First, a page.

and y separately,i.e., p o F C Qr(K) c V. Thereforep E VF(K).
O
The reverseimplicationholds even under the weakerassumptionlthat VF(K)
contains'PF(K) just forthe two specificbilinearisomorphisms

F(,Y=(XY(

+ 1)), F(,Y=(,XY

+ 1)),

both ofwhichmap K isomorphically


onto the quadrilateralK' withvertices(0, 0),
(1, 0), (0, 1), and (1, 2). This factis establishedbelow.
Theorem 4. Let V be a vectorspace offunctionson K. Suppose thatVp(K') D
Pr (K') and Vp(K') D Pr(KI). Then V D Qr(K).
Proof. We provethat V D Qr(K) by inductionon r. The case r = 0 beingtrueby
assumption,we considerr > 0 and showthat the monomialsxrys and xsfr belong

D. N. ARNOLD,

916

AND R. S. FALK

D. BOFFI,

1. a. A partitionof the square into fourtrapezoids.b. A


FIGURE
meshcomposedof translateddilates of thispartition.
to V fors
(6

(6)

0, 1, ... , r. Fromthe identity


y

S[V(X

1)]S

(S

r-tyS

1
-

(S>r-t

we see that for0 < s < r, the monomialsIIs is the sum of a polynomialwhich
xr-sys C FPr(K') C V (K'))
clearly belongs to V (since Fi(i,z)rsF2(Q,fls
and a polynomialin Qr-i (K), whichbelongsto V by induction.Thus each of the
monomials xfyS with 0 < s < r belongs to V, and, using F, we similarly see that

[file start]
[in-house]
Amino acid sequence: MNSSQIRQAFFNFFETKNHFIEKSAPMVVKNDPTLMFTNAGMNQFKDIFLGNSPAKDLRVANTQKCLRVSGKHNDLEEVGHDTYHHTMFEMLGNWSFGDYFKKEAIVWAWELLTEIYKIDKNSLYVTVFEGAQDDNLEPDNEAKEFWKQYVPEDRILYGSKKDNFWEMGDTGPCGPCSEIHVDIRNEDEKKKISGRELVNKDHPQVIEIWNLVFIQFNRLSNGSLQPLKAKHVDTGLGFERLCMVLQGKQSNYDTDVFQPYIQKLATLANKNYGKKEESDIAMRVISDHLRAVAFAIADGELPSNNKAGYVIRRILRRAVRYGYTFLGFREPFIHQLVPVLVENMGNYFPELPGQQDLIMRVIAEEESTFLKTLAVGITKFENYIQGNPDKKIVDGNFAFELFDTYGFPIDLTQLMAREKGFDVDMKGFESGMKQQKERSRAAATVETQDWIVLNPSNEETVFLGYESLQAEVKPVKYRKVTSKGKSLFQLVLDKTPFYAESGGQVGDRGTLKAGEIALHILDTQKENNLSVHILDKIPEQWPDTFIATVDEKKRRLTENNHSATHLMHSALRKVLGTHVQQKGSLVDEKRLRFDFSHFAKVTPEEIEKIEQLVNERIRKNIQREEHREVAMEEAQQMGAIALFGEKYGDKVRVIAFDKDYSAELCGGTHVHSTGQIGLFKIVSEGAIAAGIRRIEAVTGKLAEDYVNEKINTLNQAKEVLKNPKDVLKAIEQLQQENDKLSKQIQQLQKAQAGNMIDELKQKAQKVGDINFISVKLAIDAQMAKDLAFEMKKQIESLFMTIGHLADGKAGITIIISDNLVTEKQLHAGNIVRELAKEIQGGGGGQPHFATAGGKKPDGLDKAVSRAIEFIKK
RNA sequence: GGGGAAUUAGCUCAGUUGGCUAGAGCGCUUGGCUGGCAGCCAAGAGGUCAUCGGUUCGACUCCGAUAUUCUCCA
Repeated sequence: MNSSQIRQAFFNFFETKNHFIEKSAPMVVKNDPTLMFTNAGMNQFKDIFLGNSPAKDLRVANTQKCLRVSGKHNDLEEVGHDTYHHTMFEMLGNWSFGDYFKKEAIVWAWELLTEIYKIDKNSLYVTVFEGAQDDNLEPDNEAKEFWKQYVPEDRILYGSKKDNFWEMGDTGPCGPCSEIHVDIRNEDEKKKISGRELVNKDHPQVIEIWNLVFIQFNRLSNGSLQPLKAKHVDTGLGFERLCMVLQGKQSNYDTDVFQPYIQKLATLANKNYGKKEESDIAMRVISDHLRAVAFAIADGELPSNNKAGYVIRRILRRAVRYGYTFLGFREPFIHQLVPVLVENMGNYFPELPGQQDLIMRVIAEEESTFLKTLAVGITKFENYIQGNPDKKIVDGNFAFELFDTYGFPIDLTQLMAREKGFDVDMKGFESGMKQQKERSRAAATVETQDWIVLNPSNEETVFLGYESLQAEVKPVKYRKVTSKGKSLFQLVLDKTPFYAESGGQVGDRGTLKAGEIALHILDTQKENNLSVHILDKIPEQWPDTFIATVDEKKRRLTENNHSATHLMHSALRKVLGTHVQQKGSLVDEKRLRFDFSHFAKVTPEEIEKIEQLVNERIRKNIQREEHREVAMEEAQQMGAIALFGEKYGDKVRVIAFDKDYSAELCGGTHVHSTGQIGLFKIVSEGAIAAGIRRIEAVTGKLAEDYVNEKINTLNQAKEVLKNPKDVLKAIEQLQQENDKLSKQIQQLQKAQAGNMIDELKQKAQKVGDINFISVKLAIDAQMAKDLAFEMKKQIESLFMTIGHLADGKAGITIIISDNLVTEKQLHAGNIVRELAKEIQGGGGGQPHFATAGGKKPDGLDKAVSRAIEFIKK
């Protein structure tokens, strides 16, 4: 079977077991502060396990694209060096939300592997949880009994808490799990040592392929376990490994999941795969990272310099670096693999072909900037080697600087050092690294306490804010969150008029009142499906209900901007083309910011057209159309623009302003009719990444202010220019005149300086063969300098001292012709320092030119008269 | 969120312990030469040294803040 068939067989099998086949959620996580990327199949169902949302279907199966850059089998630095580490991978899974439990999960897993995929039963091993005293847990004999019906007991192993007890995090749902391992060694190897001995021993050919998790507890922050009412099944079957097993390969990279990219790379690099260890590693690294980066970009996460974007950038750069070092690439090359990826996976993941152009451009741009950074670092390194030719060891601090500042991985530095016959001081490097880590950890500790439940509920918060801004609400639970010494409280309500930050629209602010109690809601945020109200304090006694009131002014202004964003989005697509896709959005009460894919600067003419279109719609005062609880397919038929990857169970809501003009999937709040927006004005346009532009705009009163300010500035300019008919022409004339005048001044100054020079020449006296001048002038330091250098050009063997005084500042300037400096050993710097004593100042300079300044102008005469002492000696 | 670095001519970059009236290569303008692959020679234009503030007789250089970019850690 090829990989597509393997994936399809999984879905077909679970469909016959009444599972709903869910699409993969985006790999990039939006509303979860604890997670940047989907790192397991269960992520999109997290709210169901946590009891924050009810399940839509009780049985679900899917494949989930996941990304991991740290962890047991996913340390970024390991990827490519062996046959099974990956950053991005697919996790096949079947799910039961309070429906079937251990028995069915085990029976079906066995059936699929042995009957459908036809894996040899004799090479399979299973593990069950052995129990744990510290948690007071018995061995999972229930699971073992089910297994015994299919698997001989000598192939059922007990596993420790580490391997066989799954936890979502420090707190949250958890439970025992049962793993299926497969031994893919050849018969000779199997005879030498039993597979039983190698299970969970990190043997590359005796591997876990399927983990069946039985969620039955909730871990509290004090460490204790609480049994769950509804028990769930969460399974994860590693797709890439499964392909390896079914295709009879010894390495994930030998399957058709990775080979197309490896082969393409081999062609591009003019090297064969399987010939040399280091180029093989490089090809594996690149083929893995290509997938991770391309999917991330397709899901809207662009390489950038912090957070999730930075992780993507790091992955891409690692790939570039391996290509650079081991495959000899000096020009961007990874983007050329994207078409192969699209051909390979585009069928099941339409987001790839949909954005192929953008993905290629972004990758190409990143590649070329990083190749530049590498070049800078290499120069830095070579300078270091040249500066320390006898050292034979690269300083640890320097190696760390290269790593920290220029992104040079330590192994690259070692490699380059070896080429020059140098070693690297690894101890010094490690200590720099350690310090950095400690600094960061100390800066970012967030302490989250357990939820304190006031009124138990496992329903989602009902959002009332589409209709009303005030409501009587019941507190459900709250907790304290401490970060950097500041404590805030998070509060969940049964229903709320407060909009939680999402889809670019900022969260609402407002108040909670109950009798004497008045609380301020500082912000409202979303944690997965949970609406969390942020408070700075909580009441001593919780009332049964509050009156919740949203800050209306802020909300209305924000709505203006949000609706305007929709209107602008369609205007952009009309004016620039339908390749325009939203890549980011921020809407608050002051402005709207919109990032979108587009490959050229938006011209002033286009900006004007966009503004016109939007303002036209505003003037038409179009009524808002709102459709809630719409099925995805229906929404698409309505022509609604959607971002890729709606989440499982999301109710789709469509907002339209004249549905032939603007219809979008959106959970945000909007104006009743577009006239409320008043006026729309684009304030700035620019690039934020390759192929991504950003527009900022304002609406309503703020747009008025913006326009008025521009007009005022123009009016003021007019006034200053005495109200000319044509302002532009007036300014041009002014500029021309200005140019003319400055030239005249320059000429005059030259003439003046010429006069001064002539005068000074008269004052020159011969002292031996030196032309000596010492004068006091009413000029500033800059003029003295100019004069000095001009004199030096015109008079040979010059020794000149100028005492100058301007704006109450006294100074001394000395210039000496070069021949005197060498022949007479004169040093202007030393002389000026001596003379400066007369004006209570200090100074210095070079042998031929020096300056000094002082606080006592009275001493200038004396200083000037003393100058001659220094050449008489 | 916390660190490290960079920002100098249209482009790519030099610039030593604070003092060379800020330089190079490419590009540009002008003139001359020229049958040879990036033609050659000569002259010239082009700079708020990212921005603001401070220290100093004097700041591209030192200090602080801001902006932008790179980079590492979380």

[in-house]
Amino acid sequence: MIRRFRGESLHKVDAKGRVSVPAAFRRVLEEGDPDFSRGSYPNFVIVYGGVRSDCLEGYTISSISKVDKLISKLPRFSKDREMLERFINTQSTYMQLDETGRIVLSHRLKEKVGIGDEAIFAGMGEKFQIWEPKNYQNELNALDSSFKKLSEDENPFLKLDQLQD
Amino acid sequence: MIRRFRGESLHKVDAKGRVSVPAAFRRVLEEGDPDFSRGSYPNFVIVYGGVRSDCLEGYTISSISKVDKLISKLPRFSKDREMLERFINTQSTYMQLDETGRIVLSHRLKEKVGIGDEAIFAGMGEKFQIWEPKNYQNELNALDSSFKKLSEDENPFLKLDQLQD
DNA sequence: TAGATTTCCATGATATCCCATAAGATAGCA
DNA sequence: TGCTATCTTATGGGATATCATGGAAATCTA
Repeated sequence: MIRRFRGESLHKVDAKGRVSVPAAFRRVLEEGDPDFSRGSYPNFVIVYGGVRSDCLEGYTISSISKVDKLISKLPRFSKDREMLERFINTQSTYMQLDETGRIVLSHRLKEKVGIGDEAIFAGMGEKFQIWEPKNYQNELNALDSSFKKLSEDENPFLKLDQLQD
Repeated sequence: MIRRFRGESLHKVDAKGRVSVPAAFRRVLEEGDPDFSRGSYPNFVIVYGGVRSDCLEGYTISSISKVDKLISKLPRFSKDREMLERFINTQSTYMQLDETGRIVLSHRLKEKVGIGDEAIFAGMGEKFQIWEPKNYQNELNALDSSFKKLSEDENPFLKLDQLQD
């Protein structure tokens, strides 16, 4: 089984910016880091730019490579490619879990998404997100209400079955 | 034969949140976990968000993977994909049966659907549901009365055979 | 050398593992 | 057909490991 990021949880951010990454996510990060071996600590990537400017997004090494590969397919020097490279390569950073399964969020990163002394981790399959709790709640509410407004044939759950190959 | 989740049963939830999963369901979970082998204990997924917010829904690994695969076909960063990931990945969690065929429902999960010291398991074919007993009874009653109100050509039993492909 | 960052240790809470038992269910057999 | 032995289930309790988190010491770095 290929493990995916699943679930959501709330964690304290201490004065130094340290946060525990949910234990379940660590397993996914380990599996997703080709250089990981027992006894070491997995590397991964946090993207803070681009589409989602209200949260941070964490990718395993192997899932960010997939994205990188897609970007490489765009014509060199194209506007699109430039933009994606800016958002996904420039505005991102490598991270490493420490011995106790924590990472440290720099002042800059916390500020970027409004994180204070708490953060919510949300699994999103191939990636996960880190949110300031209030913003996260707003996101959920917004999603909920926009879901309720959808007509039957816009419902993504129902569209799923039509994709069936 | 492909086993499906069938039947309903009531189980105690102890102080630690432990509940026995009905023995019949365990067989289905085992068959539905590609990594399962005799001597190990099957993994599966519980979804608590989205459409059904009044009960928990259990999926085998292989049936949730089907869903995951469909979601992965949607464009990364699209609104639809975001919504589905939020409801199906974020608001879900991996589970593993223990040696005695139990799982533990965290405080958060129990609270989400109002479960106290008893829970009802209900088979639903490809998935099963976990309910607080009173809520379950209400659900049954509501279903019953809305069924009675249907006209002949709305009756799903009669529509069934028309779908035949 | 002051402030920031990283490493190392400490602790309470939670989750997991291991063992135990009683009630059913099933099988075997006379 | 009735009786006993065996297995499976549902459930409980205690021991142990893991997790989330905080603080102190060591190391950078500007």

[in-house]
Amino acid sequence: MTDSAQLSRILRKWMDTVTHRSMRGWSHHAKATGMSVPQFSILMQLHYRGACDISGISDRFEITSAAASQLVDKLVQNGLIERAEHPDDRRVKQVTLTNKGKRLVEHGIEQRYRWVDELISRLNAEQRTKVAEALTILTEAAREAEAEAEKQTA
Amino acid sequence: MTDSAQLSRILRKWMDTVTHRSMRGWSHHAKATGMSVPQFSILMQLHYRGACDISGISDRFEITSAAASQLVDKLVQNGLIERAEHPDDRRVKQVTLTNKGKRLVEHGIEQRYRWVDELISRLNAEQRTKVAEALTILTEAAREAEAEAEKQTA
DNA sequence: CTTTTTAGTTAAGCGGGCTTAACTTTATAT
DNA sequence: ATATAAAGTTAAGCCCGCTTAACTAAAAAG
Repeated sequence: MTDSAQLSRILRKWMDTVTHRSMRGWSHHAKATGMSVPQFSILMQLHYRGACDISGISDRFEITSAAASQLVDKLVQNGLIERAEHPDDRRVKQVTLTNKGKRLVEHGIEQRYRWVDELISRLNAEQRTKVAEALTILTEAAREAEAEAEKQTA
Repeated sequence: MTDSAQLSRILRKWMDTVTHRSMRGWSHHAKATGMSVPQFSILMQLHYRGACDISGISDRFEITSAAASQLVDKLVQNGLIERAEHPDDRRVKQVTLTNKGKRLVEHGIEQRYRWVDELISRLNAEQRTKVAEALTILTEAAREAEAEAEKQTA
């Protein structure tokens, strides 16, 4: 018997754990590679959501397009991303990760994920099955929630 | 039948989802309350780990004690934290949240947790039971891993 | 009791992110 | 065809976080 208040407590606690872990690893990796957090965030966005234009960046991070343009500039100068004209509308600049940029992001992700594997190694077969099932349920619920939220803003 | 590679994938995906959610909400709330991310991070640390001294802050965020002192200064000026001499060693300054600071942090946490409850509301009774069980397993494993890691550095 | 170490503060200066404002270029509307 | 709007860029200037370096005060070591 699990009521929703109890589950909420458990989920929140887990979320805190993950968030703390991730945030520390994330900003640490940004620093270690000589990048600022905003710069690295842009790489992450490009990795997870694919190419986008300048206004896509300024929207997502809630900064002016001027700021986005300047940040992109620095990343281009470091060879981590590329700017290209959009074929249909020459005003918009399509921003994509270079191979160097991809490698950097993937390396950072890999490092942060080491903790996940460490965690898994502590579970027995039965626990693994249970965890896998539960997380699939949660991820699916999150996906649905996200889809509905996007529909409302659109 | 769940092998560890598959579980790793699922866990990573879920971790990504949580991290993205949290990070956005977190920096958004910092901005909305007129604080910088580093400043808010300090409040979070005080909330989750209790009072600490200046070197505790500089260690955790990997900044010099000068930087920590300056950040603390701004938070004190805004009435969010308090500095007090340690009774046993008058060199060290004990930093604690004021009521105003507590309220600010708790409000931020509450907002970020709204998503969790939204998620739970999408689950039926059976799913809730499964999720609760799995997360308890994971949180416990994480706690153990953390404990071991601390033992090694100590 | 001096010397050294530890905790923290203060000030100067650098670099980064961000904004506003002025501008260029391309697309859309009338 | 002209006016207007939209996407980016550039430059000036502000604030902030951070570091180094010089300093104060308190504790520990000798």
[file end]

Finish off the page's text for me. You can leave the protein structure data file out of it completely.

0 < s < r, belong to V. Finally,from(6) with s = r, we
all the monomials
see that sVyris a linearcombinationof an elementof V and monomialsxSy7 with
3 < r, so it too belongsto V.
O
We now combinethis resultwiththose of the previoussectionto show the necessityof the conditionV D Qr(K) foroptimal orderapproximation.Let V be
some fixedfinitedimensionalsubspace of LP(K) whichdoes not include Qr(K).
Considerthe specificdivisionof the unit square K into fourquadrilateralsshown
we place the verticesof the quadrilaterals
on the leftin Figure 1. For definiteness
at (0,1/3), (1/2,2/3) and (1, 1/3) and the midpointsof the horizontaledges and
the cornersof K.
relatedto the specific
The fourquadrilateralsare mutuallycongruentand affinely
we
can defineforeach
Theorem
4,
quadrilateralK' definedabove. Therefore,by
1
in
an
K"
of the fourquadrilaterals
shown Figure
isomorphismF" fromthe unit
(K") X 7Pr(K"). If we let S be the subspace ofLP(K) consisting
square so that VF//
whichrestrictto elementsofVF/(K") on each ofthe fourquadrilaterals